- Concerts & Tickets
- News & Reviews
- Watch & Listen
- Support Us
- About Us
- Contact Us
29 June 2018 / News
Reaching out to the next generation of string players is something we are passionate about, and we feel privileged that over the past two months we have been able to encourage and inspire nearly 300 young string players from low income backgrounds. In August and September we’ll continue our outreach work in South Auckland and look forward to working with the inspirational Virtuoso Strings of Porirua as well.
“From the moment a child is taught to play an instrument, she is no longer poor” – José Antonio Abreu, El Sistema founder
Three of the programmes we work with annually - Arohanui Strings (Taita, Lower Hutt), Sistema Aotearoa (Otara, South Auckland) and Sistema Whangarei - are based on the visionary El Sistema movement, founded in Venezuela by conductor José Antonio Abreu under the motto “Music for Social Change”. Abreu, who died in March this year, aimed to provide free classical music education “that promotes human opportunity and development for impoverished children”.
Our work with these programmes takes many different forms, from working in small groups on basics such as how to hold a bow, through to performing for and with the children. In Whangarei in May we spent the best part of a day with their 40 young players, giving small group workshops, coaching their orchestra and ultimately performing for and with them to a large hall of parents and local community members. Sistema Whangarei director Samantha Winterton wrote afterwards to say:
“What a fabulous experience. The concert was inspirational not only because of the performance by the NZSQ but because the players moved so smoothly into our setting. Our children have even more aspiration to play well, our community is still buzzing, and I am continually inspired.”
The Tironui Music Trust is an independent school-based programme established by former NZSQ board member Peter Hubscher and his wife Pam to promote formal education in music, with particular emphasis on young children from low-decile schools. All children receive free tuition, books and transport to and from related activities, and by the time they finish Intermediate they will have received 4 - 5 years of tuition in their chosen instrument. Since 2006 the programme has expanded from one class of 25 children and now offers the programme to 500 children in nine schools in the Papatoetoe-Penrose area. Each time we work with the Tironui programme we go to a different school so that we can ‘share the love’ as widely as possible!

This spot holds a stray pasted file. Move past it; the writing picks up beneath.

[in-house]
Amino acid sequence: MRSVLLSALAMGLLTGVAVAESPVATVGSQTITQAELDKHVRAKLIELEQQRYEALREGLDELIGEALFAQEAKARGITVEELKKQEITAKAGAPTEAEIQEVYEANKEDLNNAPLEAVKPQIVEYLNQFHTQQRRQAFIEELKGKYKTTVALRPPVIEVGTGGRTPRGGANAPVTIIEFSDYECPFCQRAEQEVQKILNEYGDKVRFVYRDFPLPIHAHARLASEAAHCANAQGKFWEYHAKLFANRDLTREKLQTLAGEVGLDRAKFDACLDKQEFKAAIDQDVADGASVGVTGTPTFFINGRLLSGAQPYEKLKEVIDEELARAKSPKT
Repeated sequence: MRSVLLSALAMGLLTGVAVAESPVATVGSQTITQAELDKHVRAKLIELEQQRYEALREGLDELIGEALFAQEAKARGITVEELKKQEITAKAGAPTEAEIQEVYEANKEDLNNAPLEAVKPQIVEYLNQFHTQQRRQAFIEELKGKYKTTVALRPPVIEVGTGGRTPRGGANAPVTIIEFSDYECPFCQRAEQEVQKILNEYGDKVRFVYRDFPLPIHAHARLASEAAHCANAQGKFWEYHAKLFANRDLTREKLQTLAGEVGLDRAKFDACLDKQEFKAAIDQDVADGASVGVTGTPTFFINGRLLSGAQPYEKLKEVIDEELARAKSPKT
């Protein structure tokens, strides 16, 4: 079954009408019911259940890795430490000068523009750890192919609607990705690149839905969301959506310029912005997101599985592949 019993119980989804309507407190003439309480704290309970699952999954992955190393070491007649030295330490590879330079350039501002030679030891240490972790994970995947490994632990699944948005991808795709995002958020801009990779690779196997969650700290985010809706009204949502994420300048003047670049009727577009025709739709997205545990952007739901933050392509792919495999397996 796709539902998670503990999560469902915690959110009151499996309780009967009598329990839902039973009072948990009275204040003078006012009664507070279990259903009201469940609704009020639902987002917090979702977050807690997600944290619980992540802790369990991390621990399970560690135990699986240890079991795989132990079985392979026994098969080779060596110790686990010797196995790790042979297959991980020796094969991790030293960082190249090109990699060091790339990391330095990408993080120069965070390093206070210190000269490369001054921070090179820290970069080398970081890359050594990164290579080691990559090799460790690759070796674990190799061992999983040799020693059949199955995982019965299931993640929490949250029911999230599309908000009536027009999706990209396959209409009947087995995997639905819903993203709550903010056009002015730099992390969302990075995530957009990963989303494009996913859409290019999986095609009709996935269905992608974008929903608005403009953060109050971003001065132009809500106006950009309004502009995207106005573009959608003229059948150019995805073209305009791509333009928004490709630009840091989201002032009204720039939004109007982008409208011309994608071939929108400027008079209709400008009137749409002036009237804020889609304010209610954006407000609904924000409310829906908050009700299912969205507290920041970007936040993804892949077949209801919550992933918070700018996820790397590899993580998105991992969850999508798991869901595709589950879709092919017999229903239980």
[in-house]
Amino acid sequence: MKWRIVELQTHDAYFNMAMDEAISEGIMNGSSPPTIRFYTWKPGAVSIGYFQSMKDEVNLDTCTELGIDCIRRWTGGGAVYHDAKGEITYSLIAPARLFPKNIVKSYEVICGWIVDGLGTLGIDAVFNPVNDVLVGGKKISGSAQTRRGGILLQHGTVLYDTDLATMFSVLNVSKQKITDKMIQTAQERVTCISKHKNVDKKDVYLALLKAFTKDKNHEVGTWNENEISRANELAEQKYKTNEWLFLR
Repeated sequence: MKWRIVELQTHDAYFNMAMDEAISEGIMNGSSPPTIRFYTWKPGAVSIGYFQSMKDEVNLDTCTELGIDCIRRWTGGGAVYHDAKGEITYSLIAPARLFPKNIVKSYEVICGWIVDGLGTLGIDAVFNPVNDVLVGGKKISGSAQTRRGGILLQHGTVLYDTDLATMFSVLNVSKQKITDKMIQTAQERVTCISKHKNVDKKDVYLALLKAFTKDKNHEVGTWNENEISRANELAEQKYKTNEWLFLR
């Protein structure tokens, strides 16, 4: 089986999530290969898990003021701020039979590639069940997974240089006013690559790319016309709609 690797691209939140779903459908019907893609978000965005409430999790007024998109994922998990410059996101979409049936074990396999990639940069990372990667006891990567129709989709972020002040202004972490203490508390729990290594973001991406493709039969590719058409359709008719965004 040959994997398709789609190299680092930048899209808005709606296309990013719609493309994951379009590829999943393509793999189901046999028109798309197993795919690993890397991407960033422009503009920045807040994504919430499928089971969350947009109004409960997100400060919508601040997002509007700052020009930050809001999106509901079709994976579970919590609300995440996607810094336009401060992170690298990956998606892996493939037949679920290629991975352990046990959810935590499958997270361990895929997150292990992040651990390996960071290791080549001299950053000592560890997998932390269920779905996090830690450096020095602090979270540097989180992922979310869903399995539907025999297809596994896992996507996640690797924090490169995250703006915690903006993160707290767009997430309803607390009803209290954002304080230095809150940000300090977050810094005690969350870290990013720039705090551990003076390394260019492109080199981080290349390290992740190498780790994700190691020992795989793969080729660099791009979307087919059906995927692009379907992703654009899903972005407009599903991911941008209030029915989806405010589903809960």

And we’re very much looking forward to working with the Virtuoso Strings programme in September this year. The programme was founded by violinist Elizabeth Sneyd and her composer-violist husband Craig Utting, and caters to over 200 students from Porirua East, with music classes run out of 10 partnering decile 1 & 2 schools during the school day, holiday courses and a community orchestra based in Cannons Creek Porirua. Their students achieve impressive results in local music competitions and Trinity College exams and their performance earlier this year with Sol3 Mio and Orchestra Wellington was evidence of the high standards the programme has achieved.
All of these string programmes are founded on the belief that music has the power to change lives. We firmly believe that to be the case and feel privileged to contribute in some small way to their vital, valuable work.
17 August 2018 / NewsIt is with great sadness that we record the passing of NZSQ Trust board member Kitty Hilton in June this year. Kitty was appointed to the board in 2016 but her connection to chamber music and the NZSQ went right back to the music she was surrounded by in her childhood. Read More
17 August 2018 / NewsOne of the great joys of international touring is the opportunity to re-connect and collaborate with colleagues around the world, be they ex-pat New Zealanders or other international artists we’ve met at home or abroad. Read More
17 August 2018 / NewsSchubert’s ‘Trout’ Quintet is, without a doubt, one of the most popular chamber music works of all time – a favourite with performers and audiences alike – but because of its rather unusual instrumentation (piano, violin, viola, cello and double bass) it’s not performed as often as one might expect. Read More